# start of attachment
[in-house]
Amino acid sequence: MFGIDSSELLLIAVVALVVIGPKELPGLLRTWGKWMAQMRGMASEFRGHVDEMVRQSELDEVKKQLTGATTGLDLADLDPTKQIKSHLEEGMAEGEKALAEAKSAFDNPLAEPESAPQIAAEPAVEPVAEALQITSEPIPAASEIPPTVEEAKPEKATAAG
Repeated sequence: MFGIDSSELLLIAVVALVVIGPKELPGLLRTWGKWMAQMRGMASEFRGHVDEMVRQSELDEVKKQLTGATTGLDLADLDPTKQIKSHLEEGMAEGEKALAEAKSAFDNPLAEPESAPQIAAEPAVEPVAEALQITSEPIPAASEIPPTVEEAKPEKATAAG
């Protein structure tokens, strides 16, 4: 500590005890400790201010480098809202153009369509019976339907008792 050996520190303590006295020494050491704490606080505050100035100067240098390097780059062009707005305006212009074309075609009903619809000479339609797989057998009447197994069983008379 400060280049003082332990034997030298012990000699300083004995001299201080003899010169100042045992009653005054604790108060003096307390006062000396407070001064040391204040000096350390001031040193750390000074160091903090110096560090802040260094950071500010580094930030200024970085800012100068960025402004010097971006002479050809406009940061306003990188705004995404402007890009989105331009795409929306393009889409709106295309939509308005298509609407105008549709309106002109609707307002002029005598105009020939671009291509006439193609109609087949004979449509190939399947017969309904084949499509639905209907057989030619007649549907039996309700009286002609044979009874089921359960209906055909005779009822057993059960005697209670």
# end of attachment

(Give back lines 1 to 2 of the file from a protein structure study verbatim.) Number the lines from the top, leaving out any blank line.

[in-house]
Amino acid sequence: MFGIDSSELLLIAVVALVVIGPKELPGLLRTWGKWMAQMRGMASEFRGHVDEMVRQSELDEVKKQLTGATTGLDLADLDPTKQIKSHLEEGMAEGEKALAEAKSAFDNPLAEPESAPQIAAEPAVEPVAEALQITSEPIPAASEIPPTVEEAKPEKATAAG